Women hunters are becoming more common all over the United States, but their ranks are expanding at a particularly frantic pace in South Dakota!
The number of women hunters purchasing pheasant licenses in South Dakota has almost doubled during the past decade. What is behind this staggering and rapid increase in women going afield in search of game?
A change in culture may partially explain the change. According to Maggie Lindsey, education services coordinator with South Dakota Game, Fish and Parks:
In my generation, women stayed in the kitchen; men did the hunting. Now it's way more acceptable for women to go out and hunt. The fathers or whoever is doing the hunting in the family aren't just taking their sons; they're taking their daughters.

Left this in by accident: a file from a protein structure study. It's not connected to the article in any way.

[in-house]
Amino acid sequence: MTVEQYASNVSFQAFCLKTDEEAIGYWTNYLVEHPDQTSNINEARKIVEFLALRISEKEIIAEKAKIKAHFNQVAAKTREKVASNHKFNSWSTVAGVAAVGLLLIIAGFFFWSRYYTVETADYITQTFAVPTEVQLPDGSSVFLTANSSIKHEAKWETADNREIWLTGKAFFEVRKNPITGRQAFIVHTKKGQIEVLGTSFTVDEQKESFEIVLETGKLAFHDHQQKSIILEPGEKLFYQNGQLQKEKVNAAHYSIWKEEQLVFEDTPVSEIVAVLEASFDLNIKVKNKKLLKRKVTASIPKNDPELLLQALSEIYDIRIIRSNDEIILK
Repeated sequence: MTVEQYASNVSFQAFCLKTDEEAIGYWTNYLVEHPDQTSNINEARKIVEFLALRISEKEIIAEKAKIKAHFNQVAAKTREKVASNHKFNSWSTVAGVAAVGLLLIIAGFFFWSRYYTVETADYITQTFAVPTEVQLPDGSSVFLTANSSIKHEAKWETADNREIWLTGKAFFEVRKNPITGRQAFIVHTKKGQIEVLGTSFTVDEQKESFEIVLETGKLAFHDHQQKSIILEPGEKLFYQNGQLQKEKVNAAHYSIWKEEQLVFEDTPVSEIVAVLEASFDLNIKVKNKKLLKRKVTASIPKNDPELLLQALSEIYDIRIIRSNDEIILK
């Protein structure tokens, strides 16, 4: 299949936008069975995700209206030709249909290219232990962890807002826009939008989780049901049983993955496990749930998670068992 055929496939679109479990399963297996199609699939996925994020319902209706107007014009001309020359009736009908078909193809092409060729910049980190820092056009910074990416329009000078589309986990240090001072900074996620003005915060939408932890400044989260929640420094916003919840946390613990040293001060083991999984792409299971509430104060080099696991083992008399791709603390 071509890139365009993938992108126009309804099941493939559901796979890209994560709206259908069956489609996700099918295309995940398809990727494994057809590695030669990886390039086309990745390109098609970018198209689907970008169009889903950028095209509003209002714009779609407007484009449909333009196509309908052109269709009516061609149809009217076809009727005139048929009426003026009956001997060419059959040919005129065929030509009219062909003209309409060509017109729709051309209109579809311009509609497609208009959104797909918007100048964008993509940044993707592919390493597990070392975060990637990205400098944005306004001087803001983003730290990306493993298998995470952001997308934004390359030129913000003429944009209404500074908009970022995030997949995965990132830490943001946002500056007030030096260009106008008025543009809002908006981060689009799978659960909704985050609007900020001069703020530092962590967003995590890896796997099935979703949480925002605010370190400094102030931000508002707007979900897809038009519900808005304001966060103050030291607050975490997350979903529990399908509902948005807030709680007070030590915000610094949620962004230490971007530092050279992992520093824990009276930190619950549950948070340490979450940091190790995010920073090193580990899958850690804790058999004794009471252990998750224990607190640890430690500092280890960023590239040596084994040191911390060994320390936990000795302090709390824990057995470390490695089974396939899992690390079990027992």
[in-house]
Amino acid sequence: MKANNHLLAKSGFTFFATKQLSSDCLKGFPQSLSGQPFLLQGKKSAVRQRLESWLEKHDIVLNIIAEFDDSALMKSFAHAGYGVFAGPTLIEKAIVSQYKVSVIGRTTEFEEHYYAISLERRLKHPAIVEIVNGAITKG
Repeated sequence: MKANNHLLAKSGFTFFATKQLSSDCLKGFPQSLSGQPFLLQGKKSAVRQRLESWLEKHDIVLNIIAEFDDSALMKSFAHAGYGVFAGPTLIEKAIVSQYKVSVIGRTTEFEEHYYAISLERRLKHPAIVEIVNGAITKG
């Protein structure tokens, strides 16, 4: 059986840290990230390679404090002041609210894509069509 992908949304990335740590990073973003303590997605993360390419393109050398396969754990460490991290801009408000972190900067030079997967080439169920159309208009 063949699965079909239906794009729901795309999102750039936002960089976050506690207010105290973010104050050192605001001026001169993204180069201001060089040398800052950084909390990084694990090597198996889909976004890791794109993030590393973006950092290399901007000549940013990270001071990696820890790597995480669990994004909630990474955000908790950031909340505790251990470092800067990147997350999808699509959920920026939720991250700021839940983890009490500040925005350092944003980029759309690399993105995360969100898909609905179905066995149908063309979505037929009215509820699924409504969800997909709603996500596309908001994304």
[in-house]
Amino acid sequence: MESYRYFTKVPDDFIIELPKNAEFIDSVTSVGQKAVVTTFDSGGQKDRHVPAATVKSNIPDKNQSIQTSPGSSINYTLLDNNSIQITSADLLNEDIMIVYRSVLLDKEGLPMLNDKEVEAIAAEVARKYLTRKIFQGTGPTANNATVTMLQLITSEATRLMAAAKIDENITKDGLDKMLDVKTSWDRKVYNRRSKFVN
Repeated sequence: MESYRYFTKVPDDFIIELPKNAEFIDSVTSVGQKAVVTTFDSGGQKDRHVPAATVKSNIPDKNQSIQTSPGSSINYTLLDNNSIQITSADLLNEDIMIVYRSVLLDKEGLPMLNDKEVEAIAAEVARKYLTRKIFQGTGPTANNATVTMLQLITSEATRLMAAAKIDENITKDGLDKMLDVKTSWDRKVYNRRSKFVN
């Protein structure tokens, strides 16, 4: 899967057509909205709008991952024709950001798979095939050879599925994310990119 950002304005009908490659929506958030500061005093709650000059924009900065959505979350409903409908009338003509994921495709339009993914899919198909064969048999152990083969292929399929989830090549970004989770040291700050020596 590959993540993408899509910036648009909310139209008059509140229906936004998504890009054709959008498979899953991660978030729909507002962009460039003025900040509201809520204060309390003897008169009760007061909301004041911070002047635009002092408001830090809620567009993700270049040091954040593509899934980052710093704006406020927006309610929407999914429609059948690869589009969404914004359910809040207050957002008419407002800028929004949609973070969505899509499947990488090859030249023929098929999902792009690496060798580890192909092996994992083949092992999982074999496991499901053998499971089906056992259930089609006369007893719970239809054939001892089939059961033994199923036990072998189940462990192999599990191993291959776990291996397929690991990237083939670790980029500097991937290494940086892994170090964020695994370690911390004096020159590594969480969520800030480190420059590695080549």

The emerging popularity of hunting among members of the "locavore" movement probably accounts for some of this increase as well as people who do not fit the traditional stereotypes of hunters go afield in search of locally produced, free range, organic meat.
The State of South Dakota has also implemented several programs specifically designed to help introduce young people in general, and young women in particular, to hunting, which may also explain the rapid increase in their numbers.
For instance, the state implemented multiple classes geared towards women like the "Becoming an Outdoor Woman" class and a "Women's Hunting 101" classes, which teach the basics of hunting in a manner specifically targeted toward women. Classes like these are appealing to many women who are interested in learning to hunt but don't know where to start.
Additionally, many companies, like Prois, are starting to produce hunting clothing and equipment designed specifically for women.
For these reasons, the future of women hunters is looking very bright in South Dakota as more women hit the woods and bring their friends and family with them.